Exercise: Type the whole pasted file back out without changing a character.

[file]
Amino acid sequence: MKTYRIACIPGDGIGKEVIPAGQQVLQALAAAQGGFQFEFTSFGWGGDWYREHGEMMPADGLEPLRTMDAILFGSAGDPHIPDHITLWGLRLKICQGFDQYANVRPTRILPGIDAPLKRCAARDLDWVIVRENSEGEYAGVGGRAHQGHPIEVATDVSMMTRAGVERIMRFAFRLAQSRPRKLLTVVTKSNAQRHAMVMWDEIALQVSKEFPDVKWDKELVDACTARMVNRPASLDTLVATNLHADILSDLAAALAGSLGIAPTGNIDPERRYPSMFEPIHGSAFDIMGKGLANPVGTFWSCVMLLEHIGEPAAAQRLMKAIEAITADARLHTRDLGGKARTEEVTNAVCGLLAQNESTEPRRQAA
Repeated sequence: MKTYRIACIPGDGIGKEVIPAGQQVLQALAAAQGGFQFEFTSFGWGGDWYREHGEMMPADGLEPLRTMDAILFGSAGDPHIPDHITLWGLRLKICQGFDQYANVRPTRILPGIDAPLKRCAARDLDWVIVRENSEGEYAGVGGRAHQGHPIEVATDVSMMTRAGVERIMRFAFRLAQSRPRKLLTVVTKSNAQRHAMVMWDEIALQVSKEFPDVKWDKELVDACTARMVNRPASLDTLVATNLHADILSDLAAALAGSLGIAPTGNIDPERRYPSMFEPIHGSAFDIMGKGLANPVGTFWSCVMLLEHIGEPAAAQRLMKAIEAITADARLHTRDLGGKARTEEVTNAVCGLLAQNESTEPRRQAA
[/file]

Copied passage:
Amino acid sequence: MKTYRIACIPGDGIGKEVIPAGQQVLQALAAAQGGFQFEFTSFGWGGDWYREHGEMMPADGLEPLRTMDAILFGSAGDPHIPDHITLWGLRLKICQGFDQYANVRPTRILPGIDAPLKRCAARDLDWVIVRENSEGEYAGVGGRAHQGHPIEVATDVSMMTRAGVERIMRFAFRLAQSRPRKLLTVVTKSNAQRHAMVMWDEIALQVSKEFPDVKWDKELVDACTARMVNRPASLDTLVATNLHADILSDLAAALAGSLGIAPTGNIDPERRYPSMFEPIHGSAFDIMGKGLANPVGTFWSCVMLLEHIGEPAAAQRLMKAIEAITADARLHTRDLGGKARTEEVTNAVCGLLAQNESTEPRRQAA
Repeated sequence: MKTYRIACIPGDGIGKEVIPAGQQVLQALAAAQGGFQFEFTSFGWGGDWYREHGEMMPADGLEPLRTMDAILFGSAGDPHIPDHITLWGLRLKICQGFDQYANVRPTRILPGIDAPLKRCAARDLDWVIVRENSEGEYAGVGGRAHQGHPIEVATDVSMMTRAGVERIMRFAFRLAQSRPRKLLTVVTKSNAQRHAMVMWDEIALQVSKEFPDVKWDKELVDACTARMVNRPASLDTLVATNLHADILSDLAAALAGSLGIAPTGNIDPERRYPSMFEPIHGSAFDIMGKGLANPVGTFWSCVMLLEHIGEPAAAQRLMKAIEAITADARLHTRDLGGKARTEEVTNAVCGLLAQNESTEPRRQAA